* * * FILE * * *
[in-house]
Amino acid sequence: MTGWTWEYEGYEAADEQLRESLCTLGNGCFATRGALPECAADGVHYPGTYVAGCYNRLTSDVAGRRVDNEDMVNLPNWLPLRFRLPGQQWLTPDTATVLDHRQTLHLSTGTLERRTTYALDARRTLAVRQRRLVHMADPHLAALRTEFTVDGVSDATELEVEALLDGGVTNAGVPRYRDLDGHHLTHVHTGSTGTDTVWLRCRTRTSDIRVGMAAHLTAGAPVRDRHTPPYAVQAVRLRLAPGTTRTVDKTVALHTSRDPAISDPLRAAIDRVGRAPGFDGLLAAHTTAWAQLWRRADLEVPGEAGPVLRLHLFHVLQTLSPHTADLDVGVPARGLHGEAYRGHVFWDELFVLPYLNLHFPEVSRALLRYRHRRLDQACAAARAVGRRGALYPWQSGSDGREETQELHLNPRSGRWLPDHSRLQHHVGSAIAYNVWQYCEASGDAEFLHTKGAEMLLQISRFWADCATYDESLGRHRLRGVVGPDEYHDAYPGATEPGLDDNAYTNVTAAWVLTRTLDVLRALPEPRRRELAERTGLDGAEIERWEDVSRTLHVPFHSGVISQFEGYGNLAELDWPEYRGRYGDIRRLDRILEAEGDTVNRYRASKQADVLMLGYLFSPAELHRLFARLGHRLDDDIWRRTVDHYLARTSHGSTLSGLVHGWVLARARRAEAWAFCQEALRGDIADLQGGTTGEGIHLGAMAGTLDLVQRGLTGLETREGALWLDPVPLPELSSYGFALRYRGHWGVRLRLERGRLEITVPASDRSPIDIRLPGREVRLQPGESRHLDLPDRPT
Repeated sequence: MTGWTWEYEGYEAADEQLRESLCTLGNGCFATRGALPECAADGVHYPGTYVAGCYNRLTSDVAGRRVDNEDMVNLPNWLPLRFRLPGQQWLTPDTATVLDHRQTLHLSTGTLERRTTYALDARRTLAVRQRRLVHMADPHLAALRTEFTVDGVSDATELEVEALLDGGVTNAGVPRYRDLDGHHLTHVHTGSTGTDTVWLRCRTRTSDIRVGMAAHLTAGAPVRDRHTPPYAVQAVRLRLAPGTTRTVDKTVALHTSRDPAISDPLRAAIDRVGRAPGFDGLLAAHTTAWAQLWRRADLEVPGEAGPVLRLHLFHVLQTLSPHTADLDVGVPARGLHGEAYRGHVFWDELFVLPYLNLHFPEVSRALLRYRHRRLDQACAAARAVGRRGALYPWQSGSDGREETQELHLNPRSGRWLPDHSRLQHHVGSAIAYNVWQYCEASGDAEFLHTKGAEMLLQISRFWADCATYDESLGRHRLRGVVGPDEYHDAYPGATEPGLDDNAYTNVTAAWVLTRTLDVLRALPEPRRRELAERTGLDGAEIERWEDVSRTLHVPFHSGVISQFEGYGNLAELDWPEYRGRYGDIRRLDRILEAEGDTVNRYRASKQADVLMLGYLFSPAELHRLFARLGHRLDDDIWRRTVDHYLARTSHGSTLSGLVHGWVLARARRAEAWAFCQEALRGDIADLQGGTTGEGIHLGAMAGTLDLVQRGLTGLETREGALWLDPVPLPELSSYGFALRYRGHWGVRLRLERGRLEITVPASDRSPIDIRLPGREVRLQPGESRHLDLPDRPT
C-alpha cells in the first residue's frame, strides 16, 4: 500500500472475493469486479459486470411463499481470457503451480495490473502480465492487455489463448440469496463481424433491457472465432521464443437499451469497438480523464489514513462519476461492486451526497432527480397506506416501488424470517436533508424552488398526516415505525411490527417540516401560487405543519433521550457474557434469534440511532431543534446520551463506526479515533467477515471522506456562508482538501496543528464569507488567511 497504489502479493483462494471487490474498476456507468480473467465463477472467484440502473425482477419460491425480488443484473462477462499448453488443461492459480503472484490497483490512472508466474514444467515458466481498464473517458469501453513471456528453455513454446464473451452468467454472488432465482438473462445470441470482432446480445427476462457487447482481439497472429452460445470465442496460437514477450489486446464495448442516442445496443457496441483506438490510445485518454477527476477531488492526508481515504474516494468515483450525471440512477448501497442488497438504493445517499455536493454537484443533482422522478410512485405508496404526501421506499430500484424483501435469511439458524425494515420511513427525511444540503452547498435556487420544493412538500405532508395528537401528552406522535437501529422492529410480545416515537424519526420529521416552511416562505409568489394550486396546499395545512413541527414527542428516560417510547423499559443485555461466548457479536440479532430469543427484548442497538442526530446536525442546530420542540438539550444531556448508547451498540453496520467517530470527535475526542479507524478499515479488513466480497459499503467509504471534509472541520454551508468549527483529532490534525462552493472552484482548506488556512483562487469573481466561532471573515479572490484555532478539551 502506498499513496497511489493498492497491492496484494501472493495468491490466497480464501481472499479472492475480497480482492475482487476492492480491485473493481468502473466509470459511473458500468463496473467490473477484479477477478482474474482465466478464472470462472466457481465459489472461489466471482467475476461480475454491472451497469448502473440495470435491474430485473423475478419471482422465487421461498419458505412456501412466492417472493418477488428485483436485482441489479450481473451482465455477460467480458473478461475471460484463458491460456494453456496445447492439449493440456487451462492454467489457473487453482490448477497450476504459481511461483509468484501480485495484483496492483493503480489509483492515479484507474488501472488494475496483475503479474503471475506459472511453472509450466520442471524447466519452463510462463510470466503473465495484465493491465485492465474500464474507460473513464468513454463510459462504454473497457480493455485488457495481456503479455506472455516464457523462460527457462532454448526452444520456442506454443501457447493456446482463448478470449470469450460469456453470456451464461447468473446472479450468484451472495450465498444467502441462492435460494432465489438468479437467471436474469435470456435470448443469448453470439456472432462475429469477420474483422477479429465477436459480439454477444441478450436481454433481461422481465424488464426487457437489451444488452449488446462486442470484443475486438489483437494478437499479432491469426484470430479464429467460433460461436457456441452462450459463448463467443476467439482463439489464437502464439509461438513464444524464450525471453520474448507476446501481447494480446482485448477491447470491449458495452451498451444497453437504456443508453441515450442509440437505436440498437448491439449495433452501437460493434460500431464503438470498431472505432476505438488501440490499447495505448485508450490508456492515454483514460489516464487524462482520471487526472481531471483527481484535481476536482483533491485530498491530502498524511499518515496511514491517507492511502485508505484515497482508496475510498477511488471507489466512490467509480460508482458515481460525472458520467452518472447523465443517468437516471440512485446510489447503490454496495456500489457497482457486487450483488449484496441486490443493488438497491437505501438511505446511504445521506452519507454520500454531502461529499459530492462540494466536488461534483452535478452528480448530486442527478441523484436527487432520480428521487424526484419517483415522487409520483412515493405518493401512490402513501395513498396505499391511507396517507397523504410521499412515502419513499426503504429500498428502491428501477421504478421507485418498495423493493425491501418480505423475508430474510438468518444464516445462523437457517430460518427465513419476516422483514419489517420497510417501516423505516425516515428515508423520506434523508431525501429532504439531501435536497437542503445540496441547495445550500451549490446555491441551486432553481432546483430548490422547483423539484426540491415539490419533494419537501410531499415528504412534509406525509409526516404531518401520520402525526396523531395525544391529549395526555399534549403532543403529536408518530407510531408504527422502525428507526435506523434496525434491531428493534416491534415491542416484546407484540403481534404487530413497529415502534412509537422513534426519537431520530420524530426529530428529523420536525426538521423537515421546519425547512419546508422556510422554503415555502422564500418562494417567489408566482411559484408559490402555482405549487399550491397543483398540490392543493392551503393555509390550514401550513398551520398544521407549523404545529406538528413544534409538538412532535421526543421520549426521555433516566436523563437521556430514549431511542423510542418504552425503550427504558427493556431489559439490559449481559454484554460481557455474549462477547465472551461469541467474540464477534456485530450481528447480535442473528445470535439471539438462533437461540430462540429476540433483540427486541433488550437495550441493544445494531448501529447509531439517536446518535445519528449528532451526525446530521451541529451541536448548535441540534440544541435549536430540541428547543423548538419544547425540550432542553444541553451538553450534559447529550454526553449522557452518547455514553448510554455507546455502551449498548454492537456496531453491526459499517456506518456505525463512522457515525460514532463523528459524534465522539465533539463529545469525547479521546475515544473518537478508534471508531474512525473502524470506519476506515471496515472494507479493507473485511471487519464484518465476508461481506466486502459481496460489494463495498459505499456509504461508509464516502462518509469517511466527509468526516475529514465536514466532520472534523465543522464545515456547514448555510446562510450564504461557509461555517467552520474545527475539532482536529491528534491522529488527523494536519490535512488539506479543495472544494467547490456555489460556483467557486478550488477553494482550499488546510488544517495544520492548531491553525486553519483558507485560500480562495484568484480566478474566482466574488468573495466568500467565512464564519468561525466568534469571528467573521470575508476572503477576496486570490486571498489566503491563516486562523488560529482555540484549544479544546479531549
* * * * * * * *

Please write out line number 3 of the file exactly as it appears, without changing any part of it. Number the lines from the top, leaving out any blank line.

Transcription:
Repeated sequence: MTGWTWEYEGYEAADEQLRESLCTLGNGCFATRGALPECAADGVHYPGTYVAGCYNRLTSDVAGRRVDNEDMVNLPNWLPLRFRLPGQQWLTPDTATVLDHRQTLHLSTGTLERRTTYALDARRTLAVRQRRLVHMADPHLAALRTEFTVDGVSDATELEVEALLDGGVTNAGVPRYRDLDGHHLTHVHTGSTGTDTVWLRCRTRTSDIRVGMAAHLTAGAPVRDRHTPPYAVQAVRLRLAPGTTRTVDKTVALHTSRDPAISDPLRAAIDRVGRAPGFDGLLAAHTTAWAQLWRRADLEVPGEAGPVLRLHLFHVLQTLSPHTADLDVGVPARGLHGEAYRGHVFWDELFVLPYLNLHFPEVSRALLRYRHRRLDQACAAARAVGRRGALYPWQSGSDGREETQELHLNPRSGRWLPDHSRLQHHVGSAIAYNVWQYCEASGDAEFLHTKGAEMLLQISRFWADCATYDESLGRHRLRGVVGPDEYHDAYPGATEPGLDDNAYTNVTAAWVLTRTLDVLRALPEPRRRELAERTGLDGAEIERWEDVSRTLHVPFHSGVISQFEGYGNLAELDWPEYRGRYGDIRRLDRILEAEGDTVNRYRASKQADVLMLGYLFSPAELHRLFARLGHRLDDDIWRRTVDHYLARTSHGSTLSGLVHGWVLARARRAEAWAFCQEALRGDIADLQGGTTGEGIHLGAMAGTLDLVQRGLTGLETREGALWLDPVPLPELSSYGFALRYRGHWGVRLRLERGRLEITVPASDRSPIDIRLPGREVRLQPGESRHLDLPDRPT